Increased risk for inflammatory bowel disease (IBD) was associated with regular use of proton pump inhibitors (PPIs), according to results of a study published in Gastroenterology.

Data from the Nurses’ Health Study (NHS; n=82,869), NHS II (n=95,141), and United Kingdom (UK) Biobank (n=469,397) were pooled for this analysis. Self-reported use of PPIs and diagnoses of Crohn disease (CD) or ulcerative colitis (CD) were recorded. Results were validated in an analysis using a 1:4 nearest neighbor caliper propensity score-matched subset of data from the UK Biobank (n=142,606).

A total of 578 (NHS and NHS II: n=112; UK: n=466) and 1189 (NHS and NHS II: n=159; UK: n=1030) participants reported CD and UC, respectively.


Continue Reading

Stratified by PPI use, regular users were more likely to have obesity, be less physically active, to smoke, to never drink, to be post-menopausal, use menopausal hormones, and to report higher rates of ulcers, upper gastrointestinal tract bleeding, and gastroesophageal reflux disease.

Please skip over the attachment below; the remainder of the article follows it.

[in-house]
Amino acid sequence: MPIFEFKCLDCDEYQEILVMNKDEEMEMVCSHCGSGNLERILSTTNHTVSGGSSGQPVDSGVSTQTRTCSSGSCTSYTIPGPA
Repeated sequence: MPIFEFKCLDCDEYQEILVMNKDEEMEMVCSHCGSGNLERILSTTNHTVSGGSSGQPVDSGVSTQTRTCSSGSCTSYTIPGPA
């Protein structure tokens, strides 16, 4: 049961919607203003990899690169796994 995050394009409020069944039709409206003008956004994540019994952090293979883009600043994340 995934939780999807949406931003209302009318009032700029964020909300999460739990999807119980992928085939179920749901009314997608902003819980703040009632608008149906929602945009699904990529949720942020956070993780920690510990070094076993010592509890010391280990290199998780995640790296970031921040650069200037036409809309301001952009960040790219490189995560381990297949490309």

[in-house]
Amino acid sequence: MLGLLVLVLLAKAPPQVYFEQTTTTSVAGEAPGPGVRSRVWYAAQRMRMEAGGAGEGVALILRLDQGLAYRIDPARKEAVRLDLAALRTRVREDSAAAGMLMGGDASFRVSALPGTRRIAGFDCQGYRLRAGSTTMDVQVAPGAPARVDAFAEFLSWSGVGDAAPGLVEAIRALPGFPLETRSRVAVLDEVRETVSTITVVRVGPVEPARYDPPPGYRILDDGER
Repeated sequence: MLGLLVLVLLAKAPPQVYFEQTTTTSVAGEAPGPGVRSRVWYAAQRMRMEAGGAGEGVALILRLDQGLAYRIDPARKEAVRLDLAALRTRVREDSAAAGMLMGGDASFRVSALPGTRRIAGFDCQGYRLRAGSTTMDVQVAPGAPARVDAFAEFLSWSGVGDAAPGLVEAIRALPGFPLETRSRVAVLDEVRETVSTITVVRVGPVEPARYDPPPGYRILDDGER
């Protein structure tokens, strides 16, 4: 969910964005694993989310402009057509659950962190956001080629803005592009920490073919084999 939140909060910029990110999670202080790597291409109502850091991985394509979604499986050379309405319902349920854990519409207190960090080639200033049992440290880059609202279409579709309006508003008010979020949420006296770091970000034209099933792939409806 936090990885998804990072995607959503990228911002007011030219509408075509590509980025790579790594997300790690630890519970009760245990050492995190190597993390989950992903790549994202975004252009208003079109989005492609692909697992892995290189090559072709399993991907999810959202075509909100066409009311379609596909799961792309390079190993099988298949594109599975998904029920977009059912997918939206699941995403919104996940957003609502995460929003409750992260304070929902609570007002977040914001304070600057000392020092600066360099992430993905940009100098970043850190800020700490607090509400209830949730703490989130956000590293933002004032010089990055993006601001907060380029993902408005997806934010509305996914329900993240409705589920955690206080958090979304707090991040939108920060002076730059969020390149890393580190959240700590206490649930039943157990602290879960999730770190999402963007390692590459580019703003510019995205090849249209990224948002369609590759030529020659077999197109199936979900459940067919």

In the fully adjusted model, regular use of PPIs increased risk for IBD (adjusted hazard ratio [aHR], 1.42; 95% CI, 1.22-1.65), CD (aHR, 1.62; 95% CI, 1.27-2.09), and UC (aHR, 1.36; 95% CI, 1.02-1.81).

These findings were not affected by age, sex, obesity, smoking, drinking, dietary quality, physical activity, gastroesophageal reflux disease, aspirin use, non-steroidal anti-inflammatory drug use, or H2 receptor antagonist use.

Similar findings were reported in the propensity-matched cohort, in which PPI use increased risk for IBD (HR, 1.53; 95% CI, 1.29-1.82), CD (HR, 1.77; 95% CI, 1.33-2.36), and UC (HR, 1.44; 95% CI, 1.17-1.77).

In order to verify that these patterns were robust, the investigators performed a falsification analysis relating PPI use with increased risk for refraction and accommodation disorders, uterine corpus cancer, or death by transportation. No significant trends were observed.

This study could have been limited by the differing definitions of regular PPI use among the 3 cohorts and by the fact that the UK Biobank participants were only evaluated on 1 occasion.

These data indicated that regular PPI users may be at increased risk for IBD. Additional studies are needed to determine the biological mechanism for these overserved patterns.

Reference

Xia B, Yang M, Nguyen LH, et al. Regular use of proton pump inhibitor and the risk of inflammatory bowel disease: pooled analysis of three prospective cohorts. Gastroenterol. Published online August 10, 2021. doi: 10.1053/j.gastro.2021.08.005